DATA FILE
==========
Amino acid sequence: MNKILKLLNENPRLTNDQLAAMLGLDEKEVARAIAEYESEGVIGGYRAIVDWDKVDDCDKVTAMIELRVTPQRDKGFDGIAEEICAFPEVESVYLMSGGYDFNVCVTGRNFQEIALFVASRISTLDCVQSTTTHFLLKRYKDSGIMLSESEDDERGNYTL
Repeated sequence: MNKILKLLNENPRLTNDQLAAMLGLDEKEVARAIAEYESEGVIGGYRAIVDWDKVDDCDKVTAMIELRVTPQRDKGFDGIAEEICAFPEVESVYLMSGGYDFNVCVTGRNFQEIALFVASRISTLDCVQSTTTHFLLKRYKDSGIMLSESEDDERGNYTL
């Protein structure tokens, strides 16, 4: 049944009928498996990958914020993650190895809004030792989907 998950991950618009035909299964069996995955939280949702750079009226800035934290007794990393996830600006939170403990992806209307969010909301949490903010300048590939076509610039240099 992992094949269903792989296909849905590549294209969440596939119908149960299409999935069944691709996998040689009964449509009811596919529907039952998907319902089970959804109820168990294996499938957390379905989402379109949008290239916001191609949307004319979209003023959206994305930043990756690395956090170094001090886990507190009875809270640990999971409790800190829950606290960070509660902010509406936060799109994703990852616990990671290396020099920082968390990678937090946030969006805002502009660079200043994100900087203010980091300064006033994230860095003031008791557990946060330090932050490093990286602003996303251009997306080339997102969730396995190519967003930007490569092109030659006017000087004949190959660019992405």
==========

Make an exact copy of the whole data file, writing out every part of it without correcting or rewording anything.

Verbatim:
Amino acid sequence: MNKILKLLNENPRLTNDQLAAMLGLDEKEVARAIAEYESEGVIGGYRAIVDWDKVDDCDKVTAMIELRVTPQRDKGFDGIAEEICAFPEVESVYLMSGGYDFNVCVTGRNFQEIALFVASRISTLDCVQSTTTHFLLKRYKDSGIMLSESEDDERGNYTL
Repeated sequence: MNKILKLLNENPRLTNDQLAAMLGLDEKEVARAIAEYESEGVIGGYRAIVDWDKVDDCDKVTAMIELRVTPQRDKGFDGIAEEICAFPEVESVYLMSGGYDFNVCVTGRNFQEIALFVASRISTLDCVQSTTTHFLLKRYKDSGIMLSESEDDERGNYTL
């Protein structure tokens, strides 16, 4: 049944009928498996990958914020993650190895809004030792989907 998950991950618009035909299964069996995955939280949702750079009226800035934290007794990393996830600006939170403990992806209307969010909301949490903010300048590939076509610039240099 992992094949269903792989296909849905590549294209969440596939119908149960299409999935069944691709996998040689009964449509009811596919529907039952998907319902089970959804109820168990294996499938957390379905989402379109949008290239916001191609949307004319979209003023959206994305930043990756690395956090170094001090886990507190009875809270640990999971409790800190829950606290960070509660902010509406936060799109994703990852616990990671290396020099920082968390990678937090946030969006805002502009660079200043994100900087203010980091300064006033994230860095003031008791557990946060330090932050490093990286602003996303251009997306080339997102969730396995190519967003930007490569092109030659006017000087004949190959660019992405």